Nightmare on Dark Streets

For quite sometime now, I have developed in interest in the study of ethnic conflicts, anywhere in the world.
I try to read up on them and try and form a perspective, not an opinion. About an year back I had read about the Rwandan conflict in The Economist - a highly liked magazine. It was a display of one of the worst facets of human behaviour; I wouldnt' hesitate in ranking it alongside the Jewish presecution at the hands of Hitler's army. Just like the German dictator and his men found out innovative ways to end innocent lives, in Rwanda too, people were pushing themselves to the edge in devising the grossest of ways to kill people. It was a conflict between the numerically larger Hutus and the Tutsis, who were in minority. To be sure, during the Tutsi rule, even Hutus had to face hardships. But nothing can justify the massacre that was witnessed by the so called Big Brothers of the world with stark stoicism.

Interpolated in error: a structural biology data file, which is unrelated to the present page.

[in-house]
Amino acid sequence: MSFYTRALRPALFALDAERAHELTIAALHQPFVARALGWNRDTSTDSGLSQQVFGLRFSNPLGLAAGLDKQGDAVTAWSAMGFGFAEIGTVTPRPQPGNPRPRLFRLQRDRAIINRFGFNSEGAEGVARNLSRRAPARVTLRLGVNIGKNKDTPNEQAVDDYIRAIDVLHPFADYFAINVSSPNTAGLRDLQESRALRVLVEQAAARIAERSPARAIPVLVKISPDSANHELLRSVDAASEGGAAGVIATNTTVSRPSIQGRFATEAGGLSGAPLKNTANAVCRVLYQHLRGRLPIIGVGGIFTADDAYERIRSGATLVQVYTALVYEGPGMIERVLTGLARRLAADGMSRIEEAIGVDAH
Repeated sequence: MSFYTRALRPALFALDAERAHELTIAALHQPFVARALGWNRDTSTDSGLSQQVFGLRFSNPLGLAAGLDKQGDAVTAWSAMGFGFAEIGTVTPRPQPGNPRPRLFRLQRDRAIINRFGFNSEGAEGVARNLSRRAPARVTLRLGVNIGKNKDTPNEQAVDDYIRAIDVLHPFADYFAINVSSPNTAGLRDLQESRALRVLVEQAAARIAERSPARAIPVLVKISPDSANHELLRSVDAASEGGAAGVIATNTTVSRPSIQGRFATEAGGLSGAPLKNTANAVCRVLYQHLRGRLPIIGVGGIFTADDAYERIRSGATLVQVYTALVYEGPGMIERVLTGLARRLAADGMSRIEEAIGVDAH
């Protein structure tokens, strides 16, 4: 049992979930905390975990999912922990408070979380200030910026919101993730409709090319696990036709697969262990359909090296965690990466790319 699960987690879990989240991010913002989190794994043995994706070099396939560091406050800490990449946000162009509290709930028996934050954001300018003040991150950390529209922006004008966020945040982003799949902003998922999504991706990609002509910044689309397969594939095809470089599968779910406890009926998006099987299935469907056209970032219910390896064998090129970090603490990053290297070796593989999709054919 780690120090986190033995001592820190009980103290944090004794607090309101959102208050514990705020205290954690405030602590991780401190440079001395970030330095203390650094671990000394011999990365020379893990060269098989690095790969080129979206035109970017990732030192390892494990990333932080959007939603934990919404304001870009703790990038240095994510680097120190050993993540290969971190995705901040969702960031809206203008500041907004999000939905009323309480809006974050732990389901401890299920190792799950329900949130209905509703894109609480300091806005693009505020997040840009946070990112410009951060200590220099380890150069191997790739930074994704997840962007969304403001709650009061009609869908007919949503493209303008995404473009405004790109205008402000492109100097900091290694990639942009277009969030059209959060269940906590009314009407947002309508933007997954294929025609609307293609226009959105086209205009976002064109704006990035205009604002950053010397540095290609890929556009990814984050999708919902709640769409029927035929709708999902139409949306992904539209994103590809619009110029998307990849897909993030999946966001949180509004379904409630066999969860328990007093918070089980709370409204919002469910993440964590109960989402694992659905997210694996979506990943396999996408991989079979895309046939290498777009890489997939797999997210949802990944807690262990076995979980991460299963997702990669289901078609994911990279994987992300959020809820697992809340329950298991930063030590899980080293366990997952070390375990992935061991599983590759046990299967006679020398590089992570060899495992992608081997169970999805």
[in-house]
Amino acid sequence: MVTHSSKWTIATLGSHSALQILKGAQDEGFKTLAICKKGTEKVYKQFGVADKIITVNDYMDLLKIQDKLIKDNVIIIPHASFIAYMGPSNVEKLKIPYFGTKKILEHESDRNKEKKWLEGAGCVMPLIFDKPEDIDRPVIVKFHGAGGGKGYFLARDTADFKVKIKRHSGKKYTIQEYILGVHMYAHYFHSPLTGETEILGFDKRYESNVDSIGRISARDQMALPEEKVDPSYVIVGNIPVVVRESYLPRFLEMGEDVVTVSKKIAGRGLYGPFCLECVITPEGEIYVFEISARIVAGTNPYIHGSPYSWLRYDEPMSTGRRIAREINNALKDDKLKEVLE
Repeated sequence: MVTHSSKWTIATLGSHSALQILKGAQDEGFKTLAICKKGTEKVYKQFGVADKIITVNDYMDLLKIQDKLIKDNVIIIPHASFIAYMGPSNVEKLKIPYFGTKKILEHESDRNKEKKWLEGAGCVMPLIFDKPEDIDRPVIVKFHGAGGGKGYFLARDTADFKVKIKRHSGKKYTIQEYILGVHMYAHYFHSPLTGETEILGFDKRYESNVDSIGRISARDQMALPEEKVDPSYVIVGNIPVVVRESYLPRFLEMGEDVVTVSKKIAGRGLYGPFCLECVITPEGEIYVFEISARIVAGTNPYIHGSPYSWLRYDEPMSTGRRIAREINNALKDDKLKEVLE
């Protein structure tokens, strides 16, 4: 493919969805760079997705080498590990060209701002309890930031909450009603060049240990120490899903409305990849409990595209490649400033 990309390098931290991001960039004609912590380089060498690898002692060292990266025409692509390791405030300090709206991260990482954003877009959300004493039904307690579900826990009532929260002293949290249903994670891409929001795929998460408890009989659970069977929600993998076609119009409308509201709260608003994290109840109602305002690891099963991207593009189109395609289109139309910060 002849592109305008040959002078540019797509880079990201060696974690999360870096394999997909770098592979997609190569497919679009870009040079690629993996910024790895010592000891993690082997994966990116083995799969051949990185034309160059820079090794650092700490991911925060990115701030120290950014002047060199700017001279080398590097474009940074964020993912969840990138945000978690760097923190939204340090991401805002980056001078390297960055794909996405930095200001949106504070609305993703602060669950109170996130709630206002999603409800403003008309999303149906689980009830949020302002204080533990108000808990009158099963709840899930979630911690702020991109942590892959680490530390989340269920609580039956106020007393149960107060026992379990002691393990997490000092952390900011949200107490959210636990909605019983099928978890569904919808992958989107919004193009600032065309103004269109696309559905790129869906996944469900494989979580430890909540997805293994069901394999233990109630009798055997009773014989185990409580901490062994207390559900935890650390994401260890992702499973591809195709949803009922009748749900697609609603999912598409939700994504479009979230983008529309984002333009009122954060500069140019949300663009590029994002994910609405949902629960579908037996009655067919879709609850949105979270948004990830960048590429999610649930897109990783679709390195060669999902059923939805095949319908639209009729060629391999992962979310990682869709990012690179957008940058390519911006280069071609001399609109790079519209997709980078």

Children were made to eat the brains of their parents, people's mouths were padlocked, rape and murder of women, the most likely casualties of such conflicts were rampant.

It was at this time that the word failed to play its part and take note. All the so called proponents of democracy and peace looked the other way when a small part played on their side could have saved thousands of lives.

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